NEW YORK • Sully, the kind of adult-oriented, mid-budget drama that is not supposed to succeed in theatres anymore, at least if you listen to franchise-obsessed studio executives, soared at the box office over the weekend.
Directed by Clint Eastwood, 86, and starring Tom Hanks in a role that may well earn him Oscar attention, Warner Bros' Sully took an estimated US$35.5 million (S$48.3 million) at North American cinemas, according to comScore, which compiles boxoffice data. It cost about US$60 million to make before promotion costs.
The well-reviewed dramatisation of the 2009 emergency landing by Captain Chesley Sullenberger of a jet on the Hudson River connected primarily with older moviegoers, who are usually reluctant to come out on hoopla-filled opening weekends. Among all audiences, Sully received an A grade in CinemaScore exit polls.
The strong results extended Eastwood's hot streak - his previous film American Sniper was the No. 1 domestic release of 2014 - and revealed built-up demand by adult moviegoers after a summer filled with big-budget sequels and reboots over-reliant on computer- generated imagery.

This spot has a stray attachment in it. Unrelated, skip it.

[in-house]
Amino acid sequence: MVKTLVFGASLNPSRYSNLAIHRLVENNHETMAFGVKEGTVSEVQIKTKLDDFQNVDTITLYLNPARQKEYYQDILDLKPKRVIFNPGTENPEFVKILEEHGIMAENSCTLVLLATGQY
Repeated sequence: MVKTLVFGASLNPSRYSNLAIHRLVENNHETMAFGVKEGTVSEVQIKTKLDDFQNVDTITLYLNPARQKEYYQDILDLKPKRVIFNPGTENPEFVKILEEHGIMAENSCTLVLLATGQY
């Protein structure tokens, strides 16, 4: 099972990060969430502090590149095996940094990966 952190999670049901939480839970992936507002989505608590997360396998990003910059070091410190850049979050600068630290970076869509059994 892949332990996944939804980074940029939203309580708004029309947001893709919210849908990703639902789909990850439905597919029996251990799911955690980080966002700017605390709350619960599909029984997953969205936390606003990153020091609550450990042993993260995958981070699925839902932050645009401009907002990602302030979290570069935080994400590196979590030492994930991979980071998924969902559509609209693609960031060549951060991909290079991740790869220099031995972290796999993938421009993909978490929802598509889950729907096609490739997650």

Imax said on Sunday that Sully set a September record for its circuit. Eastwood shot it entirely with Imax cameras, a first for a major Hollywood film.
At No. 2 was When The Bough Breaks, a poorly reviewed Sony thriller, which collected a muted US$15 million. Lionsgate animated movie The Wild Life opened at No. 5 with US$3.4 million, while horror movie The Disappointments Room, from Relativity, more than lived up to its title, with an abysmal US$1.4 million in ticket sales.
Of note was Hell Or High Water, a celebrated heist thriller from CBS Films starring Jeff Bridges and Chris Pine, which became the No. 1 limited release of the year, surpassing Eye In The Sky to take in about US$20 million over five weeks.